"Invading Iraq was not a mistake. Although the intelligence about Saddam's weapons of mass destruction has been shown to have been flimsy and, with hindsight, wrong, Saddam's record of deception in the 12 years since the first Gulf war meant that it was right not to give him the benefit of the doubt. The containment scheme deployed around him was unsustainable and politically damaging: military bases in holy Saudi Arabia, sanctions that impoverished and even killed Iraqis and would have collapsed. But changing the regime so incompetently was a huge mistake. By having far too few soldiers to provide security and by failing to pay Saddam's remnant army, a task that was always going to be long and hard has been made much, much harder. Such incompetence is no mere detail: thousands of Iraqis have died as a result and hundreds of American soldiers. The eventual success of the mission, while still possible, has been put in unnecessary jeopardy. So has America's reputation in the Islamic world, both for effectiveness and for moral probity.
If Mr Bush had meanwhile been making progress elsewhere in the Middle East, such mistakes might have been neutralised. But he hasn't. Israel and Palestine remain in their bitter conflict, with America readily accusable of bias. In Iran the conservatives have become stronger and the country has moved closer to making nuclear weapons. Egypt, Syria and Saudi Arabia have not turned hostile, but neither have they been terribly supportive nor reform-minded. Libya's renunciation of WMD is the sole clear piece of progress.
This only makes the longer-term project more important, not less. To succeed, however, America needs a president capable of admitting to mistakes and of learning from them. Mr Bush has steadfastly refused to admit to anything: even after Abu Ghraib, when he had a perfect opportunity to dismiss Donald Rumsfeld, the defence secretary, and declare a new start, he chose not to. Instead, he treated the abuses as if they were a low-level, disciplinary issue. Can he learn from mistakes? The current approach in Iraq, of training Iraqi security forces and preparing for elections to establish an Iraqi government with popular support, certainly represents an improvement, although America still has too few troops. And no one knows, for example, whether Mr Rumsfeld will stay in his job, or go. In the end, one can do no more than guess about whether in a second term Mr Bush would prove more competent."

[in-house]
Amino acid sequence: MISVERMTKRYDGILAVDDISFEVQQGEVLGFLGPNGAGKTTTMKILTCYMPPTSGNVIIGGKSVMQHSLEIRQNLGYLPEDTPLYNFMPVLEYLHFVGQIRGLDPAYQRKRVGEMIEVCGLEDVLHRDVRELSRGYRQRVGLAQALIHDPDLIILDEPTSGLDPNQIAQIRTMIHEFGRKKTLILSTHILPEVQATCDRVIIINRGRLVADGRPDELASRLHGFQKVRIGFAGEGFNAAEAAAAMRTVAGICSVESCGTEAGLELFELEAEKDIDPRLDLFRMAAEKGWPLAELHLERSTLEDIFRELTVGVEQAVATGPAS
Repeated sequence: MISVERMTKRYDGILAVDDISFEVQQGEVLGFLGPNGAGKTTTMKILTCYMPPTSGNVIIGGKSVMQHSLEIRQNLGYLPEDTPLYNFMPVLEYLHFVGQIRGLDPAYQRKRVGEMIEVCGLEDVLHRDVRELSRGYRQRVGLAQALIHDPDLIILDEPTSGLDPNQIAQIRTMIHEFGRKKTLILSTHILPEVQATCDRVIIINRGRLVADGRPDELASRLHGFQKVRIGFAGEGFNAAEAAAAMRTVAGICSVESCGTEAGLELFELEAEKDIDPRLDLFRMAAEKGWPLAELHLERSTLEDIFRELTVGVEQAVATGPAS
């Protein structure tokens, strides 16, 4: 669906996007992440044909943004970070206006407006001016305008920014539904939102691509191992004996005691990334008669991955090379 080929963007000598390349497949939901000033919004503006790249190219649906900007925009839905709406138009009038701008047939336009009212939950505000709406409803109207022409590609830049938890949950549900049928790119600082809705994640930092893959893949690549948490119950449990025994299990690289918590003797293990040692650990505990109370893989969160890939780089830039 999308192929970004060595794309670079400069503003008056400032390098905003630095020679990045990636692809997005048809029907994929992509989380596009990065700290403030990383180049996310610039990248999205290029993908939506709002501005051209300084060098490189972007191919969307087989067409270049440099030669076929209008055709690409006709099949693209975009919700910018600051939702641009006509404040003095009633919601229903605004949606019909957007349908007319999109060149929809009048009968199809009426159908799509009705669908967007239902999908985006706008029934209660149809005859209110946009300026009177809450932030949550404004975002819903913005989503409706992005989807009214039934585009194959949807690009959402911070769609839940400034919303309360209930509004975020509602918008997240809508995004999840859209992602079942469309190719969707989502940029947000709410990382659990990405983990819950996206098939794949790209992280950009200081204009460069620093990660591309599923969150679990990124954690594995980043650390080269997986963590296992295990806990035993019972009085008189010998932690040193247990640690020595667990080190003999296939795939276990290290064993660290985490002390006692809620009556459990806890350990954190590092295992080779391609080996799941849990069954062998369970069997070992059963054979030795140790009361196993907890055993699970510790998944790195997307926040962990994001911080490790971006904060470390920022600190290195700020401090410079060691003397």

They aren't particularly enamored of Senator Kerry though, especially on Foreign Policy issues. They note:
"If the test is a domestic one, especially an economic crisis, Mr Kerry looks acceptable, however. His record and instincts are as a fiscal conservative, suggesting that he would rightly see future federal budget deficits as a threat. His circle of advisers includes the admirable Robert Rubin, formerly Mr Clinton's treasury secretary. His only big spending plan, on health care, would probably be killed by a Republican Congress. On trade, his position is more debatable: while an avowed free trader with a voting record in the Senate to confirm it, he has flirted with attacks on outsourcing this year and chosen a rank protectionist as his running-mate. He has not yet shown Mr Clinton's talent for advocacy on this issue, or any willingness to confront his rather protectionist party. Still, on social policy, Mr Kerry has a clear advantage: unlike Mr Bush he is not in hock to the Christian right. That will make him a more tolerant, less divisive figure on issues such as abortion, gay marriage and stem-cell research.
The biggest questions, though, must be about foreign policy, especially in the Middle East. That is where his oscillations are most unsettling. A war that he voted to authorise, and earlier this year claimed to support, he now describes as “a mistake”. On some occasions he claims to have been profoundly changed by September 11th and to be determined to seek out and destroy terrorists wherever they are hiding, and on others he has seemed to hark back to the old Clintonian view of terrorism as chiefly a question of law and order. He has failed to offer any set of overall objectives for American foreign policy, though perhaps he could hardly oppose Mr Bush's targets of democracy, human rights and liberty. But instead he has merely offered a different process: deeper thought, more consultation with allies."
In the end, though, the Economist concludes that "[A]s Mr Bush has often said, there is a need in life for accountability. He has refused to impose it himself, and so voters should, in our view, impose it on him, given a viable alternative. John Kerry, for all the doubts about him, would be in a better position to carry on with America's great tasks." Couldn't have put it better myself.